Chemoautotrophic Microbial Mats in Submarine Caves with Hydrothermal Sulphidic Springs at Cape Palinuro, Italy


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Publication Date

January 1998


Observations were made on the distribution, morphology, and chemoautotrophic potential of microbial mats found in submarine caves of dolomitized limestone which contain hydrothermal sulphidic springs at Cape Palinuro, Italy. The distribution of microbial mats is closely associated with the flow of hydrothermal fluid from springs whose activity is intermittent and initiated during low tide. Fluid emitted from active springs in the Grotta Azzurra has a maximum temperature of 24.6°C and is enriched in dissolved sulfur species (H2S, S2O3 2−) and dissolved gases (CH4, CO2). However, it is depleted in NaCl and dissolved O2, in comparison with ambient seawater. This fluid is less dense and rises above the ambient seawater to form a visible thermocline and chemocline separating both layers in the submarine caves. Microbial mats were attached to rock surfaces immersed in fluid above the chemocline and were differentiated into brown and white forms. Brown mats were composed of trichomes (4.2 ± 0.1 μm and 20.3 ± 0.7 μm in diameter) resembling the calcareous rock-boring cyanobacterium Schizothrix and clusters (6 μm in diameter) of sarcina-like cells morphologically resembling methanogenic bacteria. White mats were composed of attached filaments resembling Beggiatoa (19.3 ± 0.5 μm, 39.0 ± 1.7 μm, and 66.9 ± 3.3 μm in diameter) and Thiothrix (4.2 ± 0.2 μm in diameter). Flexibacteria (<1 μm in diameter) were common to both mats. Beggiatoa-like filaments were morphologically similar to those attached to rocks and the byssal threads of mussels from Lucky Strike vent field on the Mid-Atlantic Ridge. Morphological comparisons were also made with typical gliding Beggiatoa from shallow seeps in Eckernförder Bucht, Baltic Sea. White mats displayed chemoautotrophic fixation of CO2 under relatively well-oxygenated laboratory conditions (maximum rate 50.2 nmol CO2/mg dry wt/h) using internal S0 or possibly S2O3 2− as electron donor. Photosynthesis may be limited in the Grotta Azzurra by insufficient illumination (6.3 × 10−7μ einsteins/cm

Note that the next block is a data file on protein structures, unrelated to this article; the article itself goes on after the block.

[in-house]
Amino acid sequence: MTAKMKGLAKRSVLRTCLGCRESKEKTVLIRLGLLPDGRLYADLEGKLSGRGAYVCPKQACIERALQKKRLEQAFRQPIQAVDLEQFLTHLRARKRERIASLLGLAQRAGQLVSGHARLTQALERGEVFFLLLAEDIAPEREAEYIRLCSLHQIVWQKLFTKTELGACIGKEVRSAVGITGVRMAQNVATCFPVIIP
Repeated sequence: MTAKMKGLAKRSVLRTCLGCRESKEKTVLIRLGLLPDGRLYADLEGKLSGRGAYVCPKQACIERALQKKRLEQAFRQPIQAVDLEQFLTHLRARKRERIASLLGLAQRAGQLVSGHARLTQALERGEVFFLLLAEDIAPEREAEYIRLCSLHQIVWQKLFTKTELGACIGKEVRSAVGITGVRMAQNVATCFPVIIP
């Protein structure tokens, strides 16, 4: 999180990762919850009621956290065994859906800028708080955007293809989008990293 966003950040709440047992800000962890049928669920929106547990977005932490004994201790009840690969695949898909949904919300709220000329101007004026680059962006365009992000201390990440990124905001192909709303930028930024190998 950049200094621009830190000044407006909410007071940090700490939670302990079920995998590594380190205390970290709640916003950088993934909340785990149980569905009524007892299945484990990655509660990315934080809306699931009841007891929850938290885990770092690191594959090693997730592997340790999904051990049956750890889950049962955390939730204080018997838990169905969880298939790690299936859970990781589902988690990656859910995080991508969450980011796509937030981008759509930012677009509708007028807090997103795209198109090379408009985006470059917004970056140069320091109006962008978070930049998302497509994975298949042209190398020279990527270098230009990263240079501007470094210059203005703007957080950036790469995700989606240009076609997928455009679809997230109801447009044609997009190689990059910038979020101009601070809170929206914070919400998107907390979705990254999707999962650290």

Cafe, Hydrothermal Fluid, Benthic Fauna, Methanogenic Bacterium, Ambient Seawater

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Microbial Ecology, Vol. 35, no. 1 (1998-01-01).